Talk to us! Two upcoming participatory events

Conference season is nearly upon us once again, and Jane and I are delighted to have had a proposal accepted for LILAC 2015. Along with Merinda Kaye Hensley and Sarah McNicol and Emily Shields of MMU, we’ll be giving a symposium on the relevance of IL models and theories to practice. The symposium format means that it should be a highly participatory and hopefully a lively discussion, and I’m very excited to try this new format!

Here’s the abstract:

In recent years there have been an increasing number of IL models and theories developed, for example Inflow (McNicol, 2014), ANCIL (Secker and Coonan, 2014), and the revised ACRL Framework (ACRL, 2014), however what relevance do they have for librarians teaching information literacy? Do they provide a valuable framework to inform the overall strategy of IL teaching? Do they help librarians plan teaching sessions and in collaborating with disciplinary faculty? Or are they something most practitioners only take a passing interest in?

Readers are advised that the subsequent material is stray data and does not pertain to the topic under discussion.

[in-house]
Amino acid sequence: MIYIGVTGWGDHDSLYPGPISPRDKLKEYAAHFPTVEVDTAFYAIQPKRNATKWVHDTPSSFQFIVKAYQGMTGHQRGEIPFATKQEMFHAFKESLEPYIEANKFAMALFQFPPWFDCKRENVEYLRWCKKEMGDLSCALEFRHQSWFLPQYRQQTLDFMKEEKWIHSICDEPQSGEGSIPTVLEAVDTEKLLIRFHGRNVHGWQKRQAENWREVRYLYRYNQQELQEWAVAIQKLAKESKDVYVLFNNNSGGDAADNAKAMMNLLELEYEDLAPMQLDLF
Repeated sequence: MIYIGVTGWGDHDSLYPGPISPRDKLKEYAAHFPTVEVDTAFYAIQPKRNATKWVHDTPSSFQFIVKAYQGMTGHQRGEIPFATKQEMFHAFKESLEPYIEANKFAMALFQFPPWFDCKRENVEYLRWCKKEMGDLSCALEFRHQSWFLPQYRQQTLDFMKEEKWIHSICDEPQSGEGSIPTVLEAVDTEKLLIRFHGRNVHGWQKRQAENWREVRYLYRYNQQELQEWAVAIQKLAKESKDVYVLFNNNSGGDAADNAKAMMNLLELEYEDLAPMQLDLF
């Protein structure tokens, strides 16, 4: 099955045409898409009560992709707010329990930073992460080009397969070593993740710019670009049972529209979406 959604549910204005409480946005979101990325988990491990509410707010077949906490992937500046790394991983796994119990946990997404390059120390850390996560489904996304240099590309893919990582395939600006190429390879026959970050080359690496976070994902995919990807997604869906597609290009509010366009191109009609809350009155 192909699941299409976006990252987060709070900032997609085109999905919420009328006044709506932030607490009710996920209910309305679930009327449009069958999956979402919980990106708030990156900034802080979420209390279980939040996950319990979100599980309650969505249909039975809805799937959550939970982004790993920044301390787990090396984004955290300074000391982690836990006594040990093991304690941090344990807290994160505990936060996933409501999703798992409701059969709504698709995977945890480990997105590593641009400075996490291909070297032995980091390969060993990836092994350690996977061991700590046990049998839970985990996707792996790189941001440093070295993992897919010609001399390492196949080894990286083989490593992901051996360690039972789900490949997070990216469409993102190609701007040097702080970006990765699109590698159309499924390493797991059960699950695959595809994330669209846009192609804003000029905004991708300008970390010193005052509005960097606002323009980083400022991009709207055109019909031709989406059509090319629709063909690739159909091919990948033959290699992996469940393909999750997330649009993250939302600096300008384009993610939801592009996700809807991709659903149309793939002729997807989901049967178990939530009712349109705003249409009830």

The panel at this symposium will argue that IL models and theories are essential to inform the teaching that goes on in institutions and they will each present short case studies of how theory and models have influenced practice in UK and US universities. The floor will then be open to participants to share their experiences and discuss the following issues:

  •  Whether institutions should underpin the teaching of information literacy with a theory or a model and if so which to choose?
  • What benefits a theory or model can bring to the practice of teaching and what problems it might cause?
  • If theories are not being used in practice, what other ways do librarians plan and evaluate what they teach now and in the future?